much touted big oil find in the Gulf of Mexico proves that our desperate desire to cling to our oil-fed lifestyles won't abate any time soon.
became one of the top stories on our site Friday and continues to be well-read today. The incredible interest demonstrates how much we still care about oil.
Chevron's find also shows what depths we are willing to plumb for a little more fossilized dinosaur dung. To get to this deep-water deposit, Chevron's Buckskin unit had to float out 200 miles off the coast of Texas, drop its equipment down more than a mile of water and drill to a total depth of 29,404 feet. That's about 5 ½ miles down.
Royal Dutch Shell
are all in this game too.
So even as our politicians jawbone about green technology and alternative energy, we keep desperately seeking our oil fix.
Our government may mandate that
build more green cars, but our true love remains oil.
If President Obama and our Congress want to wean us off the fossil fuels, they'll need to focus more energy (forgive the pun) on stimulating consumer demand for the alternatives.
Chevron isn't drilling out in the middle of the ocean for sport. There's plenty of money to be made that offsets the cost and risk involved. I don't blame them for chasing revenue. That's what they are supposed to do.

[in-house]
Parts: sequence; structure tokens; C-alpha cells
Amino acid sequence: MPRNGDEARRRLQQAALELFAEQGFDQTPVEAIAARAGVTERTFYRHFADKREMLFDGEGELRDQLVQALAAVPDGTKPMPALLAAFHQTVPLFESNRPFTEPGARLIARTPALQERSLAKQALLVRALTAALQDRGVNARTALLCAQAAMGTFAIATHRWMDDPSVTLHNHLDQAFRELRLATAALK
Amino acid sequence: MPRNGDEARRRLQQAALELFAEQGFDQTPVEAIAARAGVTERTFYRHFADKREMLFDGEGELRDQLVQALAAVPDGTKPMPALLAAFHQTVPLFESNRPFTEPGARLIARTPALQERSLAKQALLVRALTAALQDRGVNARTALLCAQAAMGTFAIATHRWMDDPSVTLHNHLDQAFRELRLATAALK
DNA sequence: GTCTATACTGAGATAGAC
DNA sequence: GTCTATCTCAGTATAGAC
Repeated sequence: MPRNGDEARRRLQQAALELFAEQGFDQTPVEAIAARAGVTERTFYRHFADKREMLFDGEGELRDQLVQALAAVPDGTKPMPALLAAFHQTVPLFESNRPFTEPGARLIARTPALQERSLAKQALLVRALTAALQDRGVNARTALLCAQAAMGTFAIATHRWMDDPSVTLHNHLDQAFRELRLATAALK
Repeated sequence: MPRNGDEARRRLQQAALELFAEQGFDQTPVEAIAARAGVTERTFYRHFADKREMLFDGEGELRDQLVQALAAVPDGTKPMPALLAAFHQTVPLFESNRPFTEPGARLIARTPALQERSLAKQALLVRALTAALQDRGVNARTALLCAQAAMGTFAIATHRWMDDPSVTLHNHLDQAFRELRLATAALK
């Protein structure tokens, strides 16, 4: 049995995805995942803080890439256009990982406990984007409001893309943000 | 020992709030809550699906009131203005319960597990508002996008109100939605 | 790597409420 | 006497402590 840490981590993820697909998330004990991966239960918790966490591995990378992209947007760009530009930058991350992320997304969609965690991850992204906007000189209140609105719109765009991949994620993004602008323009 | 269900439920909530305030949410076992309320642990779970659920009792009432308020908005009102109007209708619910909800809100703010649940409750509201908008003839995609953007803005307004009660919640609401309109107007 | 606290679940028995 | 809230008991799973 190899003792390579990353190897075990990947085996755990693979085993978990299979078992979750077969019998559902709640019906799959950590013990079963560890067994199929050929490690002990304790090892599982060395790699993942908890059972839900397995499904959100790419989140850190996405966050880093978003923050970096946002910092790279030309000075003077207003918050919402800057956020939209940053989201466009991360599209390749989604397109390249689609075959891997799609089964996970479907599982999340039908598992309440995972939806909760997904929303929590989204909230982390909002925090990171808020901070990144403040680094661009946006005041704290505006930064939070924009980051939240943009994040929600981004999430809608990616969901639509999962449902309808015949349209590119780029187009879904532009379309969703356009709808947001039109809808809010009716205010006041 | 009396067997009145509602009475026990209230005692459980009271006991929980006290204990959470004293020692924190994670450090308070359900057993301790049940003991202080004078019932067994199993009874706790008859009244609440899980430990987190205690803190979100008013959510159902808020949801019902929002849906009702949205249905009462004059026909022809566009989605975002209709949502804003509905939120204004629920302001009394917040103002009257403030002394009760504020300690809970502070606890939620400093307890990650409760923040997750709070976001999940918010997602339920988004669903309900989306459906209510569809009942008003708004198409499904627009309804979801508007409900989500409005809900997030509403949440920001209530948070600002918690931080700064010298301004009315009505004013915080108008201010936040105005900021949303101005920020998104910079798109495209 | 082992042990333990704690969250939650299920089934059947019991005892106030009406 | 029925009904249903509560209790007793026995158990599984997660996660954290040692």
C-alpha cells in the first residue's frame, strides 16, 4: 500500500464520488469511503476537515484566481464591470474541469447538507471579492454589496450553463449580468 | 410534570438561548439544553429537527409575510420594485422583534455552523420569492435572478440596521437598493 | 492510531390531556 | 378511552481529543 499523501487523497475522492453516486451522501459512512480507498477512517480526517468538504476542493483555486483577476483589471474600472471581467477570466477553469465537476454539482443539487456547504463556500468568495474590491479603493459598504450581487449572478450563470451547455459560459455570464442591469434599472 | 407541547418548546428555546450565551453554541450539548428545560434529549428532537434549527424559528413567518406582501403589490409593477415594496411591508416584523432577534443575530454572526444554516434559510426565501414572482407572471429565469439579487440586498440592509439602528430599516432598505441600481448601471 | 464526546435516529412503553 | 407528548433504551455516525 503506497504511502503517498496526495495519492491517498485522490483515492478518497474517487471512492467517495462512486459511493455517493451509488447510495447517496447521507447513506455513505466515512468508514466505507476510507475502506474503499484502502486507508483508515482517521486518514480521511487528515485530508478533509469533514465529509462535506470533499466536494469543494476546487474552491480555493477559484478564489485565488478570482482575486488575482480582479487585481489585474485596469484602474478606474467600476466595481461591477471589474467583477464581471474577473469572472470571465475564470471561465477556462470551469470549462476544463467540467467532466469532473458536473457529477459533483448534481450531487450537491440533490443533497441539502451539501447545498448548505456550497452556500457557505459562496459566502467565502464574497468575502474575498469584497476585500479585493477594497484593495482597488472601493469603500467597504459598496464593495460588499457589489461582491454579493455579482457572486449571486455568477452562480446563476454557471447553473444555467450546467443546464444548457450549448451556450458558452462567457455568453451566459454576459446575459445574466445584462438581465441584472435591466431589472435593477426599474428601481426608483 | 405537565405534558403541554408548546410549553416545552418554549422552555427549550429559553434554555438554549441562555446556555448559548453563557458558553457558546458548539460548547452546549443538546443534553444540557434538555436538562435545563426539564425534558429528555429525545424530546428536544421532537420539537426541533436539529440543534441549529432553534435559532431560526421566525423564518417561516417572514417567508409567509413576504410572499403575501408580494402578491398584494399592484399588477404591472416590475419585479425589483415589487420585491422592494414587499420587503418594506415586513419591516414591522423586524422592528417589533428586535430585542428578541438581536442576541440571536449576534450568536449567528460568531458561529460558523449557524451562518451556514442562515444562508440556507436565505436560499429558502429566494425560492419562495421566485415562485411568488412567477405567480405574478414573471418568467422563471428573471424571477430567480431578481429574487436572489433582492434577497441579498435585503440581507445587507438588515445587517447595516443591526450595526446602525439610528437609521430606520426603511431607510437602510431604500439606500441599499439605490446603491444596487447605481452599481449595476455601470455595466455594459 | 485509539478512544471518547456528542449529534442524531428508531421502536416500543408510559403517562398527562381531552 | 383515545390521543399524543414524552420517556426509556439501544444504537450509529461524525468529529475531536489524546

My point is that we'll keep chasing oil until there's a reason not to.
Clearly that reason doesn't exist right now.
Hall is the editor of
. Previously, he served as deputy editor and chief innovation officer at
The Orange County Register
and as a news manager at
in Frankfurt, Amsterdam and Washington, D.C. As a reporter, he covered business and financial markets, worked in both print and television in the U.S. and Europe, and conducted in-depth investigative coverage at
in Fort Wayne, Ind. His work also has been published in a variety of newspapers including
The Wall Street Journal
The New York Times
International Herald Tribune
. Hall received a bachelor�s degree in journalism and political science from The Ohio State University and has taken graduate management science courses at Boston University.